San Marcos,
08:58 AM

STEM Summer Scholars Program Opens World of Possibilities

By Eric Breier

Julie Jameson sees firsthand the benefits students receive from participating in Cal State San Marcos’ STEM Summer Scholars Program.

Jameson, an assistant professor of biology at CSUSM, and fellow biology professor Betsy Read direct the program, which provides students an opportunity to gain valuable hands-on research experience while developing strong bonds with a faculty mentor.

The College of Science and Mathematics program also exposes students to career possibilities they may never have considered.

“Our students realize there’s more things out there than what they thought,” Jameson said. “The summer research programs help them figure out which career might be appropriate for them and it opens their eyes to a world of careers out there that they didn’t know existed.”

The annual 10-week program has received generous support from local companies, including Carlsbad-based ViaSat Inc. and Oceanside-based Genentech.

“These are wonderful examples of companies within the community investing in our students’ futures,” Jameson said.

The program recently received another boost as the recipient of a $75,000 Blasker Science & Technology Grant from the San Diego Foundation. The funds will help students receive increased pay next year so that they can focus solely on the program without worrying about a second summer job to make ends meet.

“It will allow us to put into place assessment, which we haven’t been able to do thoroughly yet, an alumni system where we can track our students over time and see where they end up,” Jameson said. “All of these will come into place thanks to this San Diego Foundation grant, which is going to really be amazing for the students.”

The program integrates research and education for undergraduate students. They are able to work closely with a faculty member as they formulate hypotheses, design and carry out experiments, collect data, analyze results and draw meaningful conclusions from their work.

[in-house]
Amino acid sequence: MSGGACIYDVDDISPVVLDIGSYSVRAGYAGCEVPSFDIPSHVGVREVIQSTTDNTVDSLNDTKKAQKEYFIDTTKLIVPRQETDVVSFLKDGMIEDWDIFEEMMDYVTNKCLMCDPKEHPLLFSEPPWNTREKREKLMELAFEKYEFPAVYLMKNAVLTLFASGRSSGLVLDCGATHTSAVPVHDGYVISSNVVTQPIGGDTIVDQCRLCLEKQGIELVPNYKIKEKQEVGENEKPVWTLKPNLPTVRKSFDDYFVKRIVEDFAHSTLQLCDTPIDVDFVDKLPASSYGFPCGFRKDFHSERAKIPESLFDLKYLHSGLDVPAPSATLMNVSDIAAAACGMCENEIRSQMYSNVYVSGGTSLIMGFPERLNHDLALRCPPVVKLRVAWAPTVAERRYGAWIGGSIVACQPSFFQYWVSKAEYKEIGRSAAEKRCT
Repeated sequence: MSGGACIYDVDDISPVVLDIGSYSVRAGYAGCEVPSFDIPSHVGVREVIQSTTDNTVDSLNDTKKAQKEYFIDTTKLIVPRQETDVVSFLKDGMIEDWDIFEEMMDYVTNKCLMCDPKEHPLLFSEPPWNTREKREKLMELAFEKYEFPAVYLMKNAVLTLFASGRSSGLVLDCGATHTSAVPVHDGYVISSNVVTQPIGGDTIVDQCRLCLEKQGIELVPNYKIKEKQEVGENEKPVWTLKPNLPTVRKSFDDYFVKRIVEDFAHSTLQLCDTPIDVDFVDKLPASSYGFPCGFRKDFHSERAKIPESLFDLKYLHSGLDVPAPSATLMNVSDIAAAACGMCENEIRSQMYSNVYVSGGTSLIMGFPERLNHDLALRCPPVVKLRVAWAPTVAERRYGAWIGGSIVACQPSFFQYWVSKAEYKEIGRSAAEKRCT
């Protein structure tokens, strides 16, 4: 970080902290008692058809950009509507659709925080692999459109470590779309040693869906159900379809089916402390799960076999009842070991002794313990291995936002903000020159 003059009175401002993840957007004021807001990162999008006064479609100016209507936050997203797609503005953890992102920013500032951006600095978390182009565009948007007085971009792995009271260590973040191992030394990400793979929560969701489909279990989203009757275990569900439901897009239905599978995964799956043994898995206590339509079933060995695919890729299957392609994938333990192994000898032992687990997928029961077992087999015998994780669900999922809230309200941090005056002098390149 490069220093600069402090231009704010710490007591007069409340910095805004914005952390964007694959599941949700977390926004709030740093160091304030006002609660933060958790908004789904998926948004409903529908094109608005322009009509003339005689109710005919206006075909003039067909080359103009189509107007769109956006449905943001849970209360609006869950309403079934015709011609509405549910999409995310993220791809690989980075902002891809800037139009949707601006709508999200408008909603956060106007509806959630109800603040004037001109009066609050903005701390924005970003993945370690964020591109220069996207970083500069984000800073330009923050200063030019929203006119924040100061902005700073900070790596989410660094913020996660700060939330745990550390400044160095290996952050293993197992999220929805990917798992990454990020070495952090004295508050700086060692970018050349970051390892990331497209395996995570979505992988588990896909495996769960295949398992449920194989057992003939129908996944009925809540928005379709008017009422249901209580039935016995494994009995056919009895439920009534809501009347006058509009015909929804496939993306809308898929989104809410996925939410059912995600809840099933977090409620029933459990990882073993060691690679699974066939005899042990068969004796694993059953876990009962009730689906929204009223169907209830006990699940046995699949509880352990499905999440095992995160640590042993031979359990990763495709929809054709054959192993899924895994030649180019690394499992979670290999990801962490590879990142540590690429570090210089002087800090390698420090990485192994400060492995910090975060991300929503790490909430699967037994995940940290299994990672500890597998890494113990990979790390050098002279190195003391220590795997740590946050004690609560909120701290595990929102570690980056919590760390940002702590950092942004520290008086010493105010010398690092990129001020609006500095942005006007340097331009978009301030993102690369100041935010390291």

There are also field trips and weekly seminars that provide additional learning and networking opportunities.

“I loved it,” said Karen Lopez, who participated in the program in 2015 and graduated from CSUSM in May with a degree in biotechnology. “If I could do it again I would.”

Jameson said the number of students selected each summer depends on funding, but it’s usually around 20.

This year’s participants kicked off the summer with a trip to ViaSat.

“It was a great tour,” Jameson said. “They have all these new buildings at ViaSat. All the students were just wide-eyed, so excited. This is a real job. This is where you could be in another year when you graduate.”

As a recent graduate herself, Lopez is starting to examine job possibilities. Read was her faculty mentor in the summer of 2015 and the two have maintained a strong bond. Read helped Lopez secure an internship last spring with a local biotechnology firm and sends Lopez leads on potential jobs.

Lopez said the ability to network and develop a stronger relationship with a faculty member through STEM Summer Scholars proved invaluable.

“When you’re in lab in class, you do something once for a week and that’s it,” Lopez said. “You hope you get it done and understand it. With the internship, you do something until you master it, in a sense. You have to do it well in order to continue to the next step.”

Each year, the STEM Summer Scholars Program concludes with a Student Showcase poster presentation that shows the methods, results and interpretation of the work they have done over the summer. This year’s Student Showcase, which is open to the public, is Aug. 10 at Jazzman’s Café & Bakery on campus.

Lopez said the poster presentation was a great way to close out her summer in the program and it was inspiring to see the work done by her fellow participants.

Jameson tells students at the beginning of the summer that their résumé will look completely different by the end of the 10 weeks because they will have so many accomplishments to add.

And the experience gained often leads to a pleasant dilemma as Lopez found out from her time as a STEM Summer Scholar. Before participating, Lopez was convinced that she would work on the business side of biotechnology, partly because she was unsure of her ability on the lab side. But working closely with Read showed her that she has options.

“Now I see that I can do either one,” Lopez said. “That’s what I gained from the internship, more confidence in my ability in lab. I felt like, ‘I want to go to the business side because I can’t do the science side.’ Now I’m like, ‘Yeah, I can do the science side.’ ”